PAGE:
21 December +/- – Winter Solstice – Unlike the Cross Quarter Days, which are moveable feasts (depending upon how you choose to determine them), the Winter Solstice itself can be determined with extreme accuracy. This year it will occur at 00:22 GMT on Monday morning, December 22nd 2006.

The Solstices are the days when the Sun reaches its farthest northern and southern declinations.

As the Earth travels around the Sun in its orbit, the apparent north-south position of the Sun changes over the course of the year. This is because the equator is tilted at 23.45 degrees to the plane of the earth's orbit, also known as the ecliptic. So, at summer solstice in the northern hemisphere the equator arcs below the plane of the ecliptic and the northern hemisphere is closest to the sun. At winter solstice it arcs above the ecliptic and the northern hemisphere is farthest from the sun, and vice versa for the southern hemisphere. When both hemispheres are equally presented to the sun, we have the Vernal and Autumnal equinoxes.

Full solar year

All days at 12:00 Noon GMT, so London is always facing the Sun in these images

(I am told by astronomers that I have the Earth moving in a clockwise direction which is incorrect when viewed from above (from the North). I have always seen the eight point year moving in a clockwise direction with the Winter Solstice at the bottom and Summer Solstice at the top, and the Spring Equinox at 9:00, so please imagine that you are seeing this yearly cycle from below the Sun (from the South), and this is then an accurate representation.)

In the Northern hemisphere, the Winter Solstice is the day of the year when the Sun rises and sets farthest to the south; however, in the Southern hemisphere, Winter and Summer Solstices are reversed so that the Winter Solstice is the day on which the Sun rises farthest in the north east. In the Northern Hemisphere, the Winter Solstice marks the first day of the season of winter. The declination of the Sun on the (northern) Winter Solstice is known as the Tropic of Capricorn (declination -23° 27').

Neolithic people knew about the Winter Solstice – New Grange in Ireland (sun rise) and Maes Howe in the Orkneys (sun set) are both oriented towards the Winter Solstice Sun. While the Maes Howe window is rather wide, the New Grange “light box” works for only a few days.

In ancient Egypt, the god-man/saviour Osiris died and was entombed on December 21st. At his moment of death, the priests brought out a baby, indicating his immediate rebirth; the Christians celebrate a birth of a god just after this time as well.

In Greece, the Winter Solstice ritual was called Lenaea, the Festival of the Wild Women. In very ancient times, a man representing the harvest god Dionysus was torn to pieces and eaten by a gang of women on this day. Later in the ritual, Dionysus would be reborn as a baby - birth again being celebrated as well as ritually eating the deity.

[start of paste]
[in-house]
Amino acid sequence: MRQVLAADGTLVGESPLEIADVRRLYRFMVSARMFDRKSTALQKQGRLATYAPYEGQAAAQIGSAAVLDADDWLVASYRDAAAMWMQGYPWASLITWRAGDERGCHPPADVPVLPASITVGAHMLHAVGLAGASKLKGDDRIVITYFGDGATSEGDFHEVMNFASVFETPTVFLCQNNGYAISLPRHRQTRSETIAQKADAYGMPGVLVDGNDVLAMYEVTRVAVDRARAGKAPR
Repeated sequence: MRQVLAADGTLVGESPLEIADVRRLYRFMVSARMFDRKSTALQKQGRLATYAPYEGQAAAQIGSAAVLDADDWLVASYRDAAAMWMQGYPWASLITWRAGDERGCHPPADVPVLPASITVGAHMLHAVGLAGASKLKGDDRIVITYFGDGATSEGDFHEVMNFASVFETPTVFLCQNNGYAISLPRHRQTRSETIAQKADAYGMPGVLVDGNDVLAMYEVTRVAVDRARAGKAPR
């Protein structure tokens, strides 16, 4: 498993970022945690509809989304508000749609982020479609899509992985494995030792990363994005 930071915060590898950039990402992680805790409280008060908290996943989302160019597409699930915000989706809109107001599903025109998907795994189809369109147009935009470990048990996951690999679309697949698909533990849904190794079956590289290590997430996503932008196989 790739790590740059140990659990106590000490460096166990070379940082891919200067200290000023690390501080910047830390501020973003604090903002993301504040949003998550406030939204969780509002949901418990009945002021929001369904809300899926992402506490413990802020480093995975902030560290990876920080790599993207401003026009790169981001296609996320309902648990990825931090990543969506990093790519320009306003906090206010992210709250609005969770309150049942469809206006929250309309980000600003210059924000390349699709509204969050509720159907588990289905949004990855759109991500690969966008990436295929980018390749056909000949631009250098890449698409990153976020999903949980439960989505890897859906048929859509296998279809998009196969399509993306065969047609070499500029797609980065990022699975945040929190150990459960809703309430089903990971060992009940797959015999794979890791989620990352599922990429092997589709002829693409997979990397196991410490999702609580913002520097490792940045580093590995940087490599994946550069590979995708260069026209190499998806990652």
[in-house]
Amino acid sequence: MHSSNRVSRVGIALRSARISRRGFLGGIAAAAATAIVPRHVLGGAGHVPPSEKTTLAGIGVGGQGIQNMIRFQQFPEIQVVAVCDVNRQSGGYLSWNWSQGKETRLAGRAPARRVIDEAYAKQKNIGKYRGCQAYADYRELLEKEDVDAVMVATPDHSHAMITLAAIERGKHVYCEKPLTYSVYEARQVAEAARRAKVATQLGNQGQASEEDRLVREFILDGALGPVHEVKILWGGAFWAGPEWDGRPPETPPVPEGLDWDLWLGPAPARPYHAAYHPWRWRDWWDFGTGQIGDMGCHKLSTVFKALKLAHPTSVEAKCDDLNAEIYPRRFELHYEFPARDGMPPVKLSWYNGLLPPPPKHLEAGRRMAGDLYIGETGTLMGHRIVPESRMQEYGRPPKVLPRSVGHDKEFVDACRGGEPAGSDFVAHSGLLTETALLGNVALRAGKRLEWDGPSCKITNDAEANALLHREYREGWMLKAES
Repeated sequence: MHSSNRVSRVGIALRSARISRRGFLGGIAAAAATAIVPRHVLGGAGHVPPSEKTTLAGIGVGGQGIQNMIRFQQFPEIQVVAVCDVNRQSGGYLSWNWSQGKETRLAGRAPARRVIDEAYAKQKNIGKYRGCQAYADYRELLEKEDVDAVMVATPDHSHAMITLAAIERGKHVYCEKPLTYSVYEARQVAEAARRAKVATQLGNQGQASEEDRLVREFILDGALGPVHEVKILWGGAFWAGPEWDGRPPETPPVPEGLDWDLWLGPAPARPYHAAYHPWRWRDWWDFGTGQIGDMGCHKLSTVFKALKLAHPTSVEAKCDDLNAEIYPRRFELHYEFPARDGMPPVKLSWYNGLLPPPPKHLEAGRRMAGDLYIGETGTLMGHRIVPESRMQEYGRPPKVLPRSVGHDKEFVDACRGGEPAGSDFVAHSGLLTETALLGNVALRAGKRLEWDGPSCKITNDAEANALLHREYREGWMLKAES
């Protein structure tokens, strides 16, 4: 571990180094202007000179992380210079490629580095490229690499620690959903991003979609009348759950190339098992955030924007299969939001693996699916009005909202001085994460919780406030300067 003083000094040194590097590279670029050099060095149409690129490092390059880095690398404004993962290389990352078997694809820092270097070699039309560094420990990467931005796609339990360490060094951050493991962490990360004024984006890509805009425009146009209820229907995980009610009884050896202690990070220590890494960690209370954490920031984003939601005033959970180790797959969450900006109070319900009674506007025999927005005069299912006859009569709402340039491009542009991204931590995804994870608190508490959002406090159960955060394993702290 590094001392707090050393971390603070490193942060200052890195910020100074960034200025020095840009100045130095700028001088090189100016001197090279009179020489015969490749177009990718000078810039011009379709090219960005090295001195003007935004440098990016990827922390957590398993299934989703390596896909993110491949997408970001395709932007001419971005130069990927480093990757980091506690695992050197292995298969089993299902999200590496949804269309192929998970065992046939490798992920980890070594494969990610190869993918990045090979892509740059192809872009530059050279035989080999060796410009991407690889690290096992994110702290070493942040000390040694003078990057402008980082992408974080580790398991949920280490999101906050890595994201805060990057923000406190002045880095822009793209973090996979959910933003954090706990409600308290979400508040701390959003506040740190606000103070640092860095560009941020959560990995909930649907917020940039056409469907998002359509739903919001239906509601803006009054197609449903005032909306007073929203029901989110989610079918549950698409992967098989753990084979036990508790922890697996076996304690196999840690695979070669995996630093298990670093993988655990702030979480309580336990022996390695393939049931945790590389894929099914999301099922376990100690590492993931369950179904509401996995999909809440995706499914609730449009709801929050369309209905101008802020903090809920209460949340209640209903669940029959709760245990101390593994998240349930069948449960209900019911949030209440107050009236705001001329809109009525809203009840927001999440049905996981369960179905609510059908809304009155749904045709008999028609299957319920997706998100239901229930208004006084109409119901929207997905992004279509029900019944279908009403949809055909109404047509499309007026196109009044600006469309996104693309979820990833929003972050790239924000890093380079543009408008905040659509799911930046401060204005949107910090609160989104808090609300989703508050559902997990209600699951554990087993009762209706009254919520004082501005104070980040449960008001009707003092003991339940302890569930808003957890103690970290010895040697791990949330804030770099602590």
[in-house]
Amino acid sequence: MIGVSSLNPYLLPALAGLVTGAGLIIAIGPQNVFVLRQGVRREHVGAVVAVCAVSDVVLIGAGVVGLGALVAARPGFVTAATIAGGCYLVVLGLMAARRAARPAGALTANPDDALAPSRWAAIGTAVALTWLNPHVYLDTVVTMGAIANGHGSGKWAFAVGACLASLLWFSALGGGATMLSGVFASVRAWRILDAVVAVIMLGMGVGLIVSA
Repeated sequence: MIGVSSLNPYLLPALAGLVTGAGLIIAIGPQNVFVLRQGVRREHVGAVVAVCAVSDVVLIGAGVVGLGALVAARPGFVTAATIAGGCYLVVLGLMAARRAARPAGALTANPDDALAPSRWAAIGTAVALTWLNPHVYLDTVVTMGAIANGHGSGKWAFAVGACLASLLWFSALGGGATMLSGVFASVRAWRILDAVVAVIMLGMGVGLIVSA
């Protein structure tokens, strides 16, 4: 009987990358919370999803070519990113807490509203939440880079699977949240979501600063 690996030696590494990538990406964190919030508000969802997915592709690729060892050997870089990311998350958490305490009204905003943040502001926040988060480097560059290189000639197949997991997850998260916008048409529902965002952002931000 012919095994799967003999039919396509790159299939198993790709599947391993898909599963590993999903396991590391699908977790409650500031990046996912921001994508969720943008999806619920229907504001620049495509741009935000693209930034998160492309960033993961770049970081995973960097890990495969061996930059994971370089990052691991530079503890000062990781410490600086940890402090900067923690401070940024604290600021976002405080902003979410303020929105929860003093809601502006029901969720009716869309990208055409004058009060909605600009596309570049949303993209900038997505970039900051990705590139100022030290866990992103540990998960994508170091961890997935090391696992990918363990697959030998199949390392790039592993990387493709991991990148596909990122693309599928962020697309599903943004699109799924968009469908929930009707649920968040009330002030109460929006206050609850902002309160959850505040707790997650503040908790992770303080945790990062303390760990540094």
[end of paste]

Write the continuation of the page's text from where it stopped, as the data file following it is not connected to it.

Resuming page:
For Sacred Plants of Winter Solstice, check out this link.

The festival now known as Yule originated with the Teutons and Norse, who celebrated it the night before the Solstice. The traditional Yule season is thirteen nights long, the Weihnachten. These thirteen nights mark the space between one year and another, the border where the worlds overlap. This border seen Saturnalia is also celebrated on Artemis/Diana’s Birthday.

Despite popular belief, Druids and the Celtic people as a whole did not celebrate the Equinoxes and Solstices as holy days, only the Cross-Quarter Days. There is no evidence for Winter Solstice celebrations in Celtic lands until after the conversion to Christianity when Christmas was introduced. Therefore, the closest Celtic equivalent to Yule is Samhain.

23 December – Artemis/Diana’s Birthday – the ‘Day’ of the “Year and a Day.” The no day. This was the last day when the Sun stood still in the South. Truly the last day of the old cycle.

Ephesus was the greatest Temple City in Asia Minor. It was dedicated to the Great Goddess Artemis Diana. This Temple was the last of the Great Goddess Temples to remain open and was the site of Goddess worship well into the Christian era. One of her names was Mother of All. Like Mary, she was a virgin.

25 December – Christmas. Emperor Aurelian (270 to 275 CE) blended a number of Pagan Solstice celebrations of the nativity of such god-men/saviours as Apollo, Attis, Baal, Dionysus, Helios, Hercules, Horus, Mithra, Osiris, Perseus, and Theseus into a single festival called The Feast of Sol Invicta, "Birthday of the Unconquered Sun," on December 25th.

At the time, Mithraism and Christianity were fierce competitors. Aurelian had declared Mithraism to be the official religion of the Roman Empire in 274 CE. The similarities between Mithras and Christ are legion. Christianity won out by becoming the new official religion in the 4th century CE under Constantine, but for a while, it had been a very close contest.

John the Baptist day, the 24th of June, is the first day after the Summer Solstice when you can see that the Sun is beginning to rise towards the south. His job was to say that the Light is coming. His birthday is the first day when you can see that the Light is going away. Likewise, Christmas, the 25th of December is the first day that you can see that the Light is coming back (the sun is rising further to the north).

1 January – Janus - God of Beginnings and Gates; Solar God of Daybreak; Creator God. The New Year begins. The Light IS returning!